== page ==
Scientists monitor white shrimp populations every year, but abundance estimates are not as useful for shrimp as they are for other seafood species. Shrimp are an annual crop – most shrimp do not survive longer than 1 year. Managers mainly base their management decisions on historic harvest amounts and fishing rates. They also look at the amount of surviving parents and environmental conditions, such as weather and water temperatures.
White shrimp have not been classified as being overfished for more than 40 years.
Harvesting white shrimp
Commercial fishermen harvest shrimp with trawls. Shrimp trawlers tow cone-shaped nets through the water near the ocean floor. The nets are wide in the front and taper toward the back, where the captured shrimp and any incidentally caught species are concentrated.
Who’s in charge? NOAA Fisheries and the South Atlantic and Gulf of Mexico Fishery Management Councils manage shrimp fisheries in offshore federal waters; state resource management agencies are responsible for inshore state waters.
South Atlantic: Shrimp Fishery Management Plan
- Fishermen must have a permit to harvest shrimp in federal waters of the South Atlantic. They must submit reports on catch and fishing effort for each fishing trip and carry a fishery observer on selected trips. Observers collect data on the catch, bycatch, fishing effort, and fishing gear. Information collected through reports and observers helps scientists and managers better monitor and manage the fishery.
- Although not overfished, the white shrimp resource in the South Atlantic region is periodically decimated by severe winter cold kills, especially offshore of Georgia and South Carolina. Following these events, continued fishing on the few remaining adults in the spring can reduce the more valuable fall shrimp production. If severe cold weather reduces the white shrimp population by 80 percent or more, then North Carolina, South Carolina, Georgia, and east Florida can request a fishery closure for white shrimp in federal waters adjacent to closed state waters. These fishery closures help protect the remaining adult population so they can spawn.
Gulf of Mexico: Shrimp Fishery Management Plan
- Fishermen must have a permit to harvest shrimp in federal waters of the Gulf of Mexico. There is currently a moratorium on issuing new permits to reduce the number of boats participating in the fishery and help it operate more profitably and efficiently.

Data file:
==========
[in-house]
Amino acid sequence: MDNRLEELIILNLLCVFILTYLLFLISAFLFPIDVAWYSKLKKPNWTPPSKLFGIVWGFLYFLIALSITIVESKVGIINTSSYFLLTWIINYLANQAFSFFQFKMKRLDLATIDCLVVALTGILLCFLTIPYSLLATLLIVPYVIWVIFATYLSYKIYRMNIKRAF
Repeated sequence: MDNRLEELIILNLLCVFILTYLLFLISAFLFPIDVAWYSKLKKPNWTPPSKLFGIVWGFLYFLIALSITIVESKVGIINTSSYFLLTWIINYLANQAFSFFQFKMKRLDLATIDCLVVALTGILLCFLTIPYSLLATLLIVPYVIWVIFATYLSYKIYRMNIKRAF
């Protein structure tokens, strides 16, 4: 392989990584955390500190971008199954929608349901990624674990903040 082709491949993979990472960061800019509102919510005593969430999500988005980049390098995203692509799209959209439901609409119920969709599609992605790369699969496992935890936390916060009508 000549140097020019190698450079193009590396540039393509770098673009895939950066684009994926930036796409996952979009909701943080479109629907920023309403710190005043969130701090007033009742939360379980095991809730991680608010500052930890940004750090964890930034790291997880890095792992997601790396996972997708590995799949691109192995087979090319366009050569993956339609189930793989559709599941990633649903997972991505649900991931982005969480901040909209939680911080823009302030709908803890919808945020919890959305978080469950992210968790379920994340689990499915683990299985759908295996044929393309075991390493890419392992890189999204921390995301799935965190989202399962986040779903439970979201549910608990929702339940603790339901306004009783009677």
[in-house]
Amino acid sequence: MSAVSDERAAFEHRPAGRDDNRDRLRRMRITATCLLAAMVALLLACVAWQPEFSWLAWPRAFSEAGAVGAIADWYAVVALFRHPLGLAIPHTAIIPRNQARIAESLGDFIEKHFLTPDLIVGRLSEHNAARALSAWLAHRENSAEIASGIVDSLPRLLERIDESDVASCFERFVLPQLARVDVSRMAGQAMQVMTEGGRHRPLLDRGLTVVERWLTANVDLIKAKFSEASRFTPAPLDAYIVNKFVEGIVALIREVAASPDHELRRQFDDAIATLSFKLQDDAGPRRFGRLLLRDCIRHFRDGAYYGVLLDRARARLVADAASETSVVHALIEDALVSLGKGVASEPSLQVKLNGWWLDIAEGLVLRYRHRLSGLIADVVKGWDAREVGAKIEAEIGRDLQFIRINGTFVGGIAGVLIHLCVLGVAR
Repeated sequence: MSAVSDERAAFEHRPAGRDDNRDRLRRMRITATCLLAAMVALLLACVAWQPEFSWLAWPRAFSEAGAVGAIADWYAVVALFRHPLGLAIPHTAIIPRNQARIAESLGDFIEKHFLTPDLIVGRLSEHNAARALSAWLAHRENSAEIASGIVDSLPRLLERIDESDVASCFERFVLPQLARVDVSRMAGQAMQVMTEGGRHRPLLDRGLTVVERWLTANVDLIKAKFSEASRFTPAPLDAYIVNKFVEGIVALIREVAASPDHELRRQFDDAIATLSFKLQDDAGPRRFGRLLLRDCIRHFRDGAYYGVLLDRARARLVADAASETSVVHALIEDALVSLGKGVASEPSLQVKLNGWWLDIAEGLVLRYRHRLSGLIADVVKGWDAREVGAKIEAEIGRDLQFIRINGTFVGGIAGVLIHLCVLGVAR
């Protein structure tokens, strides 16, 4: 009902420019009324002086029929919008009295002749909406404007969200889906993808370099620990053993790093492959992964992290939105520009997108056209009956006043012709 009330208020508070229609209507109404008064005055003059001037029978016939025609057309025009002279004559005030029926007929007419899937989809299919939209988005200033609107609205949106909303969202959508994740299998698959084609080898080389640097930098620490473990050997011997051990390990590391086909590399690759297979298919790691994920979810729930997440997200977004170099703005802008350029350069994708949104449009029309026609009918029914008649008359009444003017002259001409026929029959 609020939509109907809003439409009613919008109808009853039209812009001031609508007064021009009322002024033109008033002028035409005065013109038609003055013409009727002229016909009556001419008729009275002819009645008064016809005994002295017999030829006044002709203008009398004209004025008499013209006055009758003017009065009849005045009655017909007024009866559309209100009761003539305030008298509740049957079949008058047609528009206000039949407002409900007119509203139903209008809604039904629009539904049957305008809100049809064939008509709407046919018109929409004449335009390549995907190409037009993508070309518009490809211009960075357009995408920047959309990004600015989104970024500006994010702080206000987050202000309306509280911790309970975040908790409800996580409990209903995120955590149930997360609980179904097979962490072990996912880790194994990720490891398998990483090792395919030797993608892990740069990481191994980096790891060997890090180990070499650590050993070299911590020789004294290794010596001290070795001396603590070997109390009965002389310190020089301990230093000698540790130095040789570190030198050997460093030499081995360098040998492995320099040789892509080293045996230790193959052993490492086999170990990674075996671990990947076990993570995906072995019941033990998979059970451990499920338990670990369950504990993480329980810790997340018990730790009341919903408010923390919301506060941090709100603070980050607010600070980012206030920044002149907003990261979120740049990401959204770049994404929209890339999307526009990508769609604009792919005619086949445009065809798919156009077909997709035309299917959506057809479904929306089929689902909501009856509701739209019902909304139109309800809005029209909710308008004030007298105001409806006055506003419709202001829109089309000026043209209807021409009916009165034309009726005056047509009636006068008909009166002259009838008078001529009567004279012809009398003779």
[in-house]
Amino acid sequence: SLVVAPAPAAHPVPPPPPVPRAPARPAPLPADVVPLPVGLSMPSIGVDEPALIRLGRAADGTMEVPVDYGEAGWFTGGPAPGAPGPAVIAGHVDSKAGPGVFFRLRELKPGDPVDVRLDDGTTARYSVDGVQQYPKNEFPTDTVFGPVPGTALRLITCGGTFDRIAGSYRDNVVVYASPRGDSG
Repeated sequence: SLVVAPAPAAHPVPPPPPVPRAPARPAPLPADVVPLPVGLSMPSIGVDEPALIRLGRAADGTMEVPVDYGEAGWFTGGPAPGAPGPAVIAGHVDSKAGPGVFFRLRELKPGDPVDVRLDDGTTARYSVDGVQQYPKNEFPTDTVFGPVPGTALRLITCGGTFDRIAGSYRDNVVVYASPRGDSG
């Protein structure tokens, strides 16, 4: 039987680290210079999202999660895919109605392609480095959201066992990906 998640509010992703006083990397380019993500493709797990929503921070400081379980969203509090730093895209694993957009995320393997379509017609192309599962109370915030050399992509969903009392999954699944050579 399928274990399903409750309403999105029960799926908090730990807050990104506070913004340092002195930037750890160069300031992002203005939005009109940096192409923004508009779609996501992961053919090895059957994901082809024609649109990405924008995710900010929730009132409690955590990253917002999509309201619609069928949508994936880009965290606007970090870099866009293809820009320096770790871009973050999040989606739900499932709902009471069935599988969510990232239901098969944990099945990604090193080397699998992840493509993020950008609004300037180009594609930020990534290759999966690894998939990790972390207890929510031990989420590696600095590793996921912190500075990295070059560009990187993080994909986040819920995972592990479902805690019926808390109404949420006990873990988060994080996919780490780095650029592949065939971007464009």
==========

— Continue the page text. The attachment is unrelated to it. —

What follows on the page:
- Fishermen must submit reports on catch and fishing effort for each fishing trip. They must install an electronic logbook and/or carry a fishery observer on selected trips. Observers collect data on the catch, bycatch, fishing effort, and fishing gear. Information collected through reports and observers helps scientists and managers better monitor and manage the fishery.
- Trawling for shrimp is prohibited in federal waters off Texas from mid-May to mid-July each year. In cooperation with the State of Texas, the Council annually closes the shrimp fishery off Texas to allow brown shrimp to grow to a larger and more valuable size before they’re harvested, and to prevent waste of brown shrimp that might otherwise be discarded due to their small size. This annual closure ranges from 45 to 90 days and is based on biological sampling conducted by the Texas Parks and Wildlife Department. NOAA Fisheries opens federal waters when Texas opens its state waters.
- Scientists monitor shrimp effort as a proxy for the amount of bycatch taken. If shrimp effort exceeds certain thresholds, managers can close some areas to shrimp trawling at certain times to control bycatch.
The three species of penaeid shrimp (white, pink, and brown) make up more than 99 percent of the shrimp harvested in the Gulf of Mexico. White and brown shrimp dominate the annual shrimp harvests in the South Atlantic.
Nearly 90 percent of the white shrimp harvested in the U.S. comes from the Gulf, mainly from Louisiana and Texas. The 2010 commercial white shrimp harvest totaled almost 103.4 million pounds, with 55.8 million from Louisiana and 27.3 million from Texas.
Annual harvests of penaeid shrimp vary considerably from year to year, mainly due to environmental conditions. For example, white shrimp harvests are much lower in years following severe winter weather. Fishing effort and market prices also influence annual harvests.
The commercial shrimp fishery is one of the most economically important fisheries in the southeast. The 2010 commercial harvest of white shrimp was worth over $200 million.
Recreational fishermen catch white shrimp seasonally and almost always in state waters. Regulations vary state by state.
White shrimp are one of the three species of penaeid shrimp (warmwater shrimp commonly harvested in the southeast). Penaeid shrimp are generally flavorful and sweet, but vary slightly in taste according to the species. Whites are sweet and slightly more tender, and their shells are somewhat softer and easier to peel than other shrimp. Large white shrimp don’t develop the slight iodine taste of other large shrimp. Browns are firm and sometimes have slight iodine taste, and pinks are tender and sweet. It can be hard to tell these shrimp apart, partly because all raw shrimp meat is translucent pink to gray in color. When cooked, their shells are pinkish-red and their meat is pearly white with pink and red shadings. (Seafood Business, 2011)
Year-round, with peaks in the fall.
Shrimp is low in saturated fat and is a very good source of protein, selenium, and vitamin B12.
|Serving Weight||100 g (raw)|
|Fat, total||1.73 g|
|Saturated fatty acids, total||0.328 g|
|Sugars, total||0 g|
|Fiber, total dietary||0 g|
White Shrimp Table of Nutrition